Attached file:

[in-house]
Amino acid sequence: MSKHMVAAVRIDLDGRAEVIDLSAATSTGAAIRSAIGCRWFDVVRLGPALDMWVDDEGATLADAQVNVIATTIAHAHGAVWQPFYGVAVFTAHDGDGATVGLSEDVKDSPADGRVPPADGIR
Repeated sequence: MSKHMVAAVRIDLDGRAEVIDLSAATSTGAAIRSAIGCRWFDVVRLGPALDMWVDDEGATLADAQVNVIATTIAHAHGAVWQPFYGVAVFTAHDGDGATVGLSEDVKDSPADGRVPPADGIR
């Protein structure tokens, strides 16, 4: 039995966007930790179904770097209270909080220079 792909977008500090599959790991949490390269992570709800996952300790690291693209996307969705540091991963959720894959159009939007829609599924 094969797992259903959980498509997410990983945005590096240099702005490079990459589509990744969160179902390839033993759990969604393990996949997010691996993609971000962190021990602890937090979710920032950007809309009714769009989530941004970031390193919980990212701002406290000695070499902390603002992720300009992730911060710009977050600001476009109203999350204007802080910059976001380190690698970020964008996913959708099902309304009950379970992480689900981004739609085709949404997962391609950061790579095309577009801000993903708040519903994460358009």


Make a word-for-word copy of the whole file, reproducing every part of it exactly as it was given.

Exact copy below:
[in-house]
Amino acid sequence: MSKHMVAAVRIDLDGRAEVIDLSAATSTGAAIRSAIGCRWFDVVRLGPALDMWVDDEGATLADAQVNVIATTIAHAHGAVWQPFYGVAVFTAHDGDGATVGLSEDVKDSPADGRVPPADGIR
Repeated sequence: MSKHMVAAVRIDLDGRAEVIDLSAATSTGAAIRSAIGCRWFDVVRLGPALDMWVDDEGATLADAQVNVIATTIAHAHGAVWQPFYGVAVFTAHDGDGATVGLSEDVKDSPADGRVPPADGIR
């Protein structure tokens, strides 16, 4: 039995966007930790179904770097209270909080220079 792909977008500090599959790991949490390269992570709800996952300790690291693209996307969705540091991963959720894959159009939007829609599924 094969797992259903959980498509997410990983945005590096240099702005490079990459589509990744969160179902390839033993759990969604393990996949997010691996993609971000962190021990602890937090979710920032950007809309009714769009989530941004970031390193919980990212701002406290000695070499902390603002992720300009992730911060710009977050600001476009109203999350204007802080910059976001380190690698970020964008996913959708099902309304009950379970992480689900981004739609085709949404997962391609950061790579095309577009801000993903708040519903994460358009």